When police in the small Maryland city of Hagerstown used an Instagram photo to search the states drivers license database for a suspect they violated the Constitution, Federal Laws and various State Laws that make such searches illegal and unconstitutional. They illegally used a cutting edge, facial recognition program to track down a robbery suspect. It was one of the first such cases to come to light.
A FORMER FEMALE police officer, Anne Marie Rasmusson, suspecting randy colleagues were abusing Minnesota’s driver’s license database to look her up, discovered that 104 officers in 18 different agencies across the state had accessed her driver’s license record 425 times, using the state database violated her privacy and her Fourth Amendment Right To Privacy.
An audit found officers in the Dakota County Sheriff’s office, Bloomington Police, and state troopers, were among those who illegally accessed the file of Anne Marie Rasmusson over the course of nearly four years. There were 24 police officers in Minneapolis who accessed her record 133 times, and 42 officers in St. Paul who looked her up 175 times. A female officer in St. Paul looked up Rasmusson’s record 30 times over the course of two years.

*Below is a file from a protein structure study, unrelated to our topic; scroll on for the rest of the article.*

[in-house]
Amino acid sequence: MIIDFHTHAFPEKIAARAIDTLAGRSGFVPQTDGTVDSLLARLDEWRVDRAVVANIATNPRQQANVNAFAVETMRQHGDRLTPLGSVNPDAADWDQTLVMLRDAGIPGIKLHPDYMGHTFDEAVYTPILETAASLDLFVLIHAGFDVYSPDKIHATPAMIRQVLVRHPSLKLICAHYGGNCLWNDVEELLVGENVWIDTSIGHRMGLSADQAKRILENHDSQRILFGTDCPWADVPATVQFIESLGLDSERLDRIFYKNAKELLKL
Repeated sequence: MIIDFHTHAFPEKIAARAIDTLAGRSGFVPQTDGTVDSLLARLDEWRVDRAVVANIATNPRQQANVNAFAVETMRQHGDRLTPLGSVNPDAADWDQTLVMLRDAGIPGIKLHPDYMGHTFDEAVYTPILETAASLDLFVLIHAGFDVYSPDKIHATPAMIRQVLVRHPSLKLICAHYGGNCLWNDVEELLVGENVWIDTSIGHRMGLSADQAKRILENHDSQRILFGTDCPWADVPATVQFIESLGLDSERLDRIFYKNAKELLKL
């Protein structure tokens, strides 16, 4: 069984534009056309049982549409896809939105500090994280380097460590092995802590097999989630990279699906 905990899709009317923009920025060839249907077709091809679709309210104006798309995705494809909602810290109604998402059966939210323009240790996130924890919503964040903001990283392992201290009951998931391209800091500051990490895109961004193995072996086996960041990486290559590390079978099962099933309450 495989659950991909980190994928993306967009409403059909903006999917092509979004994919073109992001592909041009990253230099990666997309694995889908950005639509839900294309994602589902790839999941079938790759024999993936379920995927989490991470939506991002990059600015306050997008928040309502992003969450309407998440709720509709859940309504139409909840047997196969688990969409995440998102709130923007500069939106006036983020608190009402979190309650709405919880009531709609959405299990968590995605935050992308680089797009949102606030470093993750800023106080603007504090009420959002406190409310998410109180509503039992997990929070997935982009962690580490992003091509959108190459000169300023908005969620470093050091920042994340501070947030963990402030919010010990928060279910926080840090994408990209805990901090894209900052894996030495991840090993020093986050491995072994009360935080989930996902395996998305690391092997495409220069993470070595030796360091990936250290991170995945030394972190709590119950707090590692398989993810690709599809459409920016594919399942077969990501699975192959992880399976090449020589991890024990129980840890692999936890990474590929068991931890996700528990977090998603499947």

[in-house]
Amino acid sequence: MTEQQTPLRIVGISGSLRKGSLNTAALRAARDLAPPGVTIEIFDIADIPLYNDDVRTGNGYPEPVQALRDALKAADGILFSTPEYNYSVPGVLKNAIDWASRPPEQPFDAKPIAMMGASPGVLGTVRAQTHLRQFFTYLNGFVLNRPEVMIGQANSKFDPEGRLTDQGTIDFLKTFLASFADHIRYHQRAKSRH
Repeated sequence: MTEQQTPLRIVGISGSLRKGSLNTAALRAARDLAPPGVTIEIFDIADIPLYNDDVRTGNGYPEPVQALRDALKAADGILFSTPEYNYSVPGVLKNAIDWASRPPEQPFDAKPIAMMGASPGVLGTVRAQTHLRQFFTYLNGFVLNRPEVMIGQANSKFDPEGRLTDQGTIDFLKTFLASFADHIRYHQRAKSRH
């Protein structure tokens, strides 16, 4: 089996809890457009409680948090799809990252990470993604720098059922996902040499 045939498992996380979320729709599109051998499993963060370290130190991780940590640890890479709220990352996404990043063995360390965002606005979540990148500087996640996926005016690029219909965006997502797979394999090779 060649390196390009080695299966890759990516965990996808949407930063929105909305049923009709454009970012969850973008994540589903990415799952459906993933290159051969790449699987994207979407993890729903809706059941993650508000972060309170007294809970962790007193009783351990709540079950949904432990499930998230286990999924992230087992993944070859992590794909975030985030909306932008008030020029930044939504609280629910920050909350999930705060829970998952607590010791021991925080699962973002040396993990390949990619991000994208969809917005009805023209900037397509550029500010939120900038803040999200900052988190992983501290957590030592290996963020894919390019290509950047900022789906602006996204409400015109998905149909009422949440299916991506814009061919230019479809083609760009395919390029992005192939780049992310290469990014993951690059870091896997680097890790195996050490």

Former U.S. State Department research analyst Lawrence Yontz illegally accessed the passport records for then-presidential candidates Obama, McCain and Clinton. Yontz admitted that between 2005 and 2008, he read the passport applications of “approximately 200 celebrities, athletes, actors, politicians and their immediate families, musicians, game show contestants, members of the media corps, prominent business professionals, colleagues, associates, neighbors and individuals identified in the press,” according to the Justice Department.